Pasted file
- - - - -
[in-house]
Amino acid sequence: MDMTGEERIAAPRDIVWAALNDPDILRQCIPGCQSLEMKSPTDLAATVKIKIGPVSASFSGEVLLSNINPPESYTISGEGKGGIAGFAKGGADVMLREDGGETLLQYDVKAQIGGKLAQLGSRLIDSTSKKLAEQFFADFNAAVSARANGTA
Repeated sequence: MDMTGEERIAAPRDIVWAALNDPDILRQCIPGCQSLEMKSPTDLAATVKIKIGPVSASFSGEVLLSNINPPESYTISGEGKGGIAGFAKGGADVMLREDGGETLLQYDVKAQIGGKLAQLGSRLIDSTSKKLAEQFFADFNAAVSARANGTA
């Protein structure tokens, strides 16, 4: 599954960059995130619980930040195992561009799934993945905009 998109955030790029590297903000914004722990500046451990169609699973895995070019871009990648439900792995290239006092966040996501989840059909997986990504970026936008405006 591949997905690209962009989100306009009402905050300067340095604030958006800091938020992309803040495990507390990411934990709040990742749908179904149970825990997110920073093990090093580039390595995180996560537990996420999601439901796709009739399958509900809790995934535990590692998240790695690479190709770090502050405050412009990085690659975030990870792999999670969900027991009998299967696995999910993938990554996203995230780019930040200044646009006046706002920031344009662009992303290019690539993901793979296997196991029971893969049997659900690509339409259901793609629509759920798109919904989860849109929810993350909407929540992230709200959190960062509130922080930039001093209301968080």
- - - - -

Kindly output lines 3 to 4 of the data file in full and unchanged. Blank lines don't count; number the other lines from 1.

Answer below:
Repeated sequence: MDMTGEERIAAPRDIVWAALNDPDILRQCIPGCQSLEMKSPTDLAATVKIKIGPVSASFSGEVLLSNINPPESYTISGEGKGGIAGFAKGGADVMLREDGGETLLQYDVKAQIGGKLAQLGSRLIDSTSKKLAEQFFADFNAAVSARANGTA
């Protein structure tokens, strides 16, 4: 599954960059995130619980930040195992561009799934993945905009 998109955030790029590297903000914004722990500046451990169609699973895995070019871009990648439900792995290239006092966040996501989840059909997986990504970026936008405006 591949997905690209962009989100306009009402905050300067340095604030958006800091938020992309803040495990507390990411934990709040990742749908179904149970825990997110920073093990090093580039390595995180996560537990996420999601439901796709009739399958509900809790995934535990590692998240790695690479190709770090502050405050412009990085690659975030990870792999999670969900027991009998299967696995999910993938990554996203995230780019930040200044646009006046706002920031344009662009992303290019690539993901793979296997196991029971893969049997659900690509339409259901793609629509759920798109919904989860849109929810993350909407929540992230709200959190960062509130922080930039001093209301968080």